I have been reading ALOT lately. Books on parenting, books on living, books on schedules (see previous post), books on children, books on hearing impairment and on disabilities.
'Cause while I don't see Nolan as disabled the world does... The school district does, his audiologist does, the kids do, my parents do hell the whole family does. They may not say it that way (or they just may) and they may not want to discuss it with me (which hurts almost as bad) but they do. It is a fine line to walk and I am crossing back and forth on a daily basis... I read this the other day and I had to share it. It pretty much sums up alot of the way I am feeling here lately.
WELCOME TO HOLLAND
by Emily Perl Kingsley
I am often asked to describe the experience of raising a child with a disability — to try to help people who have not shared the unique experience to understand it, to imagine how it would feel. It’s like this …
When you’re going to have a baby, it’s like planning a fabulous vacation trip — to Italy. You buy a bunch of guidebooks and make your wonderful plans. The Coliseum. Michelangelo’s “David.” The gondolas in Venice. You may learn some handy phrases in Italian. It’s all very exciting.
After months of eager anticipation, the day finally arrives. You pack your bags and off you go. Several hours later, the plane lands. The flight attendant comes and says, “Welcome to Holland.”
“Holland?!” you say. “What do you mean, Holland? I signed up for Italy! I’m supposed to be in Italy. All my life I’ve dreamed of going to Italy.”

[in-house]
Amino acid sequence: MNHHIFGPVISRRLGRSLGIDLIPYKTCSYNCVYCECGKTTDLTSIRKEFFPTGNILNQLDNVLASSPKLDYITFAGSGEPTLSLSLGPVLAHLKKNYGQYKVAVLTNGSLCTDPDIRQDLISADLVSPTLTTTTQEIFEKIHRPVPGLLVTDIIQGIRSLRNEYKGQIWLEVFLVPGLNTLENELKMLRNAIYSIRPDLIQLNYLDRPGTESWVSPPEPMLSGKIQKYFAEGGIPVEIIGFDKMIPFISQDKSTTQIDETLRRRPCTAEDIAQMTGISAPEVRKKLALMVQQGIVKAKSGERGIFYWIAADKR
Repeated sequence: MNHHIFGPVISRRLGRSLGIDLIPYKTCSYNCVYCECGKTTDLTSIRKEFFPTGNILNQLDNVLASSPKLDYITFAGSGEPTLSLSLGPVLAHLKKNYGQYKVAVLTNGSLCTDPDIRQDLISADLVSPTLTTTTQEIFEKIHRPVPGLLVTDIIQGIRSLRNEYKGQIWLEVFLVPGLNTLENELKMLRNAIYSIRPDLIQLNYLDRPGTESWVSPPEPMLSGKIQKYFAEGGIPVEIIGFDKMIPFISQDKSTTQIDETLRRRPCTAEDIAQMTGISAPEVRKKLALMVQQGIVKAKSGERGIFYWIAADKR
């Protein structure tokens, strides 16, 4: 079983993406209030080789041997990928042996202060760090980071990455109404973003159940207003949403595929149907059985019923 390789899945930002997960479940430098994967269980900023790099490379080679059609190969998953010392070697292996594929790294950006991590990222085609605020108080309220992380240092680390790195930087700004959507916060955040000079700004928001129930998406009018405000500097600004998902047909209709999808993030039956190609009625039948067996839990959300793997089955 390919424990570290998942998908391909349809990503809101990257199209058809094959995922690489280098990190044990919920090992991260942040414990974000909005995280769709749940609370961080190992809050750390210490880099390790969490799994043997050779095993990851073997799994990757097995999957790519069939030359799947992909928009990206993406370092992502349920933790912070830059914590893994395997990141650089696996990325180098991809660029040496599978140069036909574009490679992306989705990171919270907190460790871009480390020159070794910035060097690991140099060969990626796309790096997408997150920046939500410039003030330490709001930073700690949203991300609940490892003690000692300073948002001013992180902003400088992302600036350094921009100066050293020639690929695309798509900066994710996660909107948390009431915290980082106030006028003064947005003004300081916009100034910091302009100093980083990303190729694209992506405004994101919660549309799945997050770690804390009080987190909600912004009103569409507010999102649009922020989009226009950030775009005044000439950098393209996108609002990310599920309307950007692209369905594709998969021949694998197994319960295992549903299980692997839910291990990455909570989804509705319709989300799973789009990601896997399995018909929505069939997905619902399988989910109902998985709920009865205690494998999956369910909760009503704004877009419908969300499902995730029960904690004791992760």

But there’s been a change in the flight plan. They’ve landed in Holland and there you must stay.
The important thing is that they haven’t taken you to a horrible, disgusting, filthy place full of pestilence, famine and disease. It’s just a different place.
So you must go out and buy new guidebooks. You must learn a whole new language. And you will meet a whole new group of people you would never have met.
It’s just a different place. It’s slower-paced than Italy, less flashy than Italy. But after you’ve been there for a while and you catch your breath, you look around, and you begin to notice that Holland has windmills, Holland has tulips, Holland even has Rembrandts.
But everyone you know is busy coming and going from Italy, and they’re all bragging about what a wonderful time they had there. And for the rest of your life, you will say, “Yes, that’s where I was supposed to go. That’s what I had planned.”
And the pain of that will never, ever, ever go away, because the loss of that dream is a very significant loss.
But if you spend your life mourning the fact that you didn’t get to Italy, you may never be free to enjoy the very special, the very lovely things about Holland.
I think the passage speaks for itself. I'm not missing out on Holland but I want people to realize that Italy just isn't going to happen. No matter how badly I want it to.
Keepin' It Real,